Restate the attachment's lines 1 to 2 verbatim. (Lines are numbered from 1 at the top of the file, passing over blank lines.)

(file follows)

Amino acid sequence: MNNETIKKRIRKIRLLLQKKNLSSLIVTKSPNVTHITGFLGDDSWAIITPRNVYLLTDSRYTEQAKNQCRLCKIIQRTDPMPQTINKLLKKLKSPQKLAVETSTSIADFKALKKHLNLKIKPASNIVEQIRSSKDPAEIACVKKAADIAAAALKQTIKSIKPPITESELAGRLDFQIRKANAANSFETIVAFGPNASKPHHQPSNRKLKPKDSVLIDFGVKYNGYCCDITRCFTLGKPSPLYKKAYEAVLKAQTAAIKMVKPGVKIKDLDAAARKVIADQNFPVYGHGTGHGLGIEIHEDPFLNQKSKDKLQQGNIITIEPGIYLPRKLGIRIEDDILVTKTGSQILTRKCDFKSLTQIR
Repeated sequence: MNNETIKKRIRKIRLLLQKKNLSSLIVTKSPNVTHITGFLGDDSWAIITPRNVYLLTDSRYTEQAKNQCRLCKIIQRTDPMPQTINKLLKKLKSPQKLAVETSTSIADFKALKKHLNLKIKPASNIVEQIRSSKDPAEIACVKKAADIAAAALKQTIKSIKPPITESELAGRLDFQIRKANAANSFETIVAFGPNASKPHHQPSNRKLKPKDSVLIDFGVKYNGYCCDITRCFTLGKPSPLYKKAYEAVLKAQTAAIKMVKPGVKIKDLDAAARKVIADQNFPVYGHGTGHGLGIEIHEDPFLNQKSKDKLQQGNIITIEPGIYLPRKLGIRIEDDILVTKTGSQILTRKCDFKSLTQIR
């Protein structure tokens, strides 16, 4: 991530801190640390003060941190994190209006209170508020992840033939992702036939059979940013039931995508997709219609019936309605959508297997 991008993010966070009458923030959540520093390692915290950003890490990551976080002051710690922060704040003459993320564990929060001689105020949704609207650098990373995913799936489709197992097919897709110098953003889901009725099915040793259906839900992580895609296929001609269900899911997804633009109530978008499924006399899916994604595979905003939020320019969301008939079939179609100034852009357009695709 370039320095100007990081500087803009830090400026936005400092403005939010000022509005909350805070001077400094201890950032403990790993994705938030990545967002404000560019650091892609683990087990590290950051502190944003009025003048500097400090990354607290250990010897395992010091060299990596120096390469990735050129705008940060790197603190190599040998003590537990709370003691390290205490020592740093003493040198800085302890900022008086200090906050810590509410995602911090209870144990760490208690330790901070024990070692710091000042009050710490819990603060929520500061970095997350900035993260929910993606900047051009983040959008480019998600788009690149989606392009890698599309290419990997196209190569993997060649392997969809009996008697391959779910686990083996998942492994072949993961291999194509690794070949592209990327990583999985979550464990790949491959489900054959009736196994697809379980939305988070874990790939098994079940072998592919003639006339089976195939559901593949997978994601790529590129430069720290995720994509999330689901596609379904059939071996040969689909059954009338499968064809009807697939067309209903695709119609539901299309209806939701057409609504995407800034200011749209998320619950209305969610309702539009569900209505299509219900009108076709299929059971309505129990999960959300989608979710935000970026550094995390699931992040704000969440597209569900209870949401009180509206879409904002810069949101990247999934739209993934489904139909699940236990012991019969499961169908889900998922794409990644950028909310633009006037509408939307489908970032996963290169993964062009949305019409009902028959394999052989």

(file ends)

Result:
Amino acid sequence: MNNETIKKRIRKIRLLLQKKNLSSLIVTKSPNVTHITGFLGDDSWAIITPRNVYLLTDSRYTEQAKNQCRLCKIIQRTDPMPQTINKLLKKLKSPQKLAVETSTSIADFKALKKHLNLKIKPASNIVEQIRSSKDPAEIACVKKAADIAAAALKQTIKSIKPPITESELAGRLDFQIRKANAANSFETIVAFGPNASKPHHQPSNRKLKPKDSVLIDFGVKYNGYCCDITRCFTLGKPSPLYKKAYEAVLKAQTAAIKMVKPGVKIKDLDAAARKVIADQNFPVYGHGTGHGLGIEIHEDPFLNQKSKDKLQQGNIITIEPGIYLPRKLGIRIEDDILVTKTGSQILTRKCDFKSLTQIR
Repeated sequence: MNNETIKKRIRKIRLLLQKKNLSSLIVTKSPNVTHITGFLGDDSWAIITPRNVYLLTDSRYTEQAKNQCRLCKIIQRTDPMPQTINKLLKKLKSPQKLAVETSTSIADFKALKKHLNLKIKPASNIVEQIRSSKDPAEIACVKKAADIAAAALKQTIKSIKPPITESELAGRLDFQIRKANAANSFETIVAFGPNASKPHHQPSNRKLKPKDSVLIDFGVKYNGYCCDITRCFTLGKPSPLYKKAYEAVLKAQTAAIKMVKPGVKIKDLDAAARKVIADQNFPVYGHGTGHGLGIEIHEDPFLNQKSKDKLQQGNIITIEPGIYLPRKLGIRIEDDILVTKTGSQILTRKCDFKSLTQIR